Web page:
Re: NANFA-L-- Diversity Indicies

Bruce Stallsmith (fundulus at
Thu, 29 Sep 2005 09:24:47 -0400

The limit to IBI use is that different IBIs are designed for different
areas. And not just southeast, midwest, but for different stream or lake
environments, e.g. Appalachian Highland or not. The major advantage of IBI
is that you can give a seemingly strong, scientific number to people like
members of Congress who don't know anything about anything. The use of IBI
out of context can be a serious example of GIGO.

--Bruce Stallsmith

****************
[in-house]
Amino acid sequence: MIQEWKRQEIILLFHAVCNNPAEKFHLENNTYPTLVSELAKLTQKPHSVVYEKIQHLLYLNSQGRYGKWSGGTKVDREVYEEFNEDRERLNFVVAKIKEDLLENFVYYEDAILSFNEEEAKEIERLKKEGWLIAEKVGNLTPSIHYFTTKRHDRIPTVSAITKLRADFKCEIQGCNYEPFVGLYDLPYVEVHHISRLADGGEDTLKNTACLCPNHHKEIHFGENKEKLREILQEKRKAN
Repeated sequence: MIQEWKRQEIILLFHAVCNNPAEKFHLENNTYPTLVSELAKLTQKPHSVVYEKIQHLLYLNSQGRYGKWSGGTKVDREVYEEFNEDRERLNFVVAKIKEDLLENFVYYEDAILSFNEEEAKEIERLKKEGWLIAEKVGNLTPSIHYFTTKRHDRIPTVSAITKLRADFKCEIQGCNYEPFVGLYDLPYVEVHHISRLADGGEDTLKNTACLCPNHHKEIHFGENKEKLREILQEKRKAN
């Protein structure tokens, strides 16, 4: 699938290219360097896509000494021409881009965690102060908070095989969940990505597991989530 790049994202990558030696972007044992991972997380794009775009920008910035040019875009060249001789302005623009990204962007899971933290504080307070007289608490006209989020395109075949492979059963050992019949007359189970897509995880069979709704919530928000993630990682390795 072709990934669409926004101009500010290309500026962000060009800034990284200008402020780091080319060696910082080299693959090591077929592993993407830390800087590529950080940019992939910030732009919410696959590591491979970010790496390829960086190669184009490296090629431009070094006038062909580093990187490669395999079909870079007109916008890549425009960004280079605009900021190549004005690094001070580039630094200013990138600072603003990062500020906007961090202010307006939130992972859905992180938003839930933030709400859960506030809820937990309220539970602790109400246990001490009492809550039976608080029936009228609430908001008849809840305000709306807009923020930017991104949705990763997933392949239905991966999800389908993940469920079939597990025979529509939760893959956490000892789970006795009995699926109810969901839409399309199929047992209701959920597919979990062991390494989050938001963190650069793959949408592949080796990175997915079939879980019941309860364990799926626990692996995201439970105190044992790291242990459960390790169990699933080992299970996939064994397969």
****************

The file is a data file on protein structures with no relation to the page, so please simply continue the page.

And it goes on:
in the diverse Tennessee Valley
Huntsville, AL, US of A

>From: dlmcneely at
>Reply-To: nanfa-l at
>To: nanfa-l at
>Subject: Re: NANFA-L-- Diversity Indicies
>Date: Thu, 29 Sep 2005 07:49:49 -0500
>Todd, I'm not sure why you've only "caught rumor" of an index that
>weights species differently. James Karr developed and others
>elaborated a metric called the "Index of Biotic Integrity." It is
>applicable differently in different places, and has been so applied by
>state and other agencies. There is some controversy regarding its
>usefulness, but a good bit of work has used it. Look for it and you'll
>find it.
>David L. McNeely, Ph.D., Professor of Biology
>Langston University; P.O. Box 1500
>Langston, OK 73050; email: dlmcneely at
>telephone: (405) 466-6025; fax: 405) 466-3307
>home page
>"Where are we going?" "I don't know, are we there yet?"
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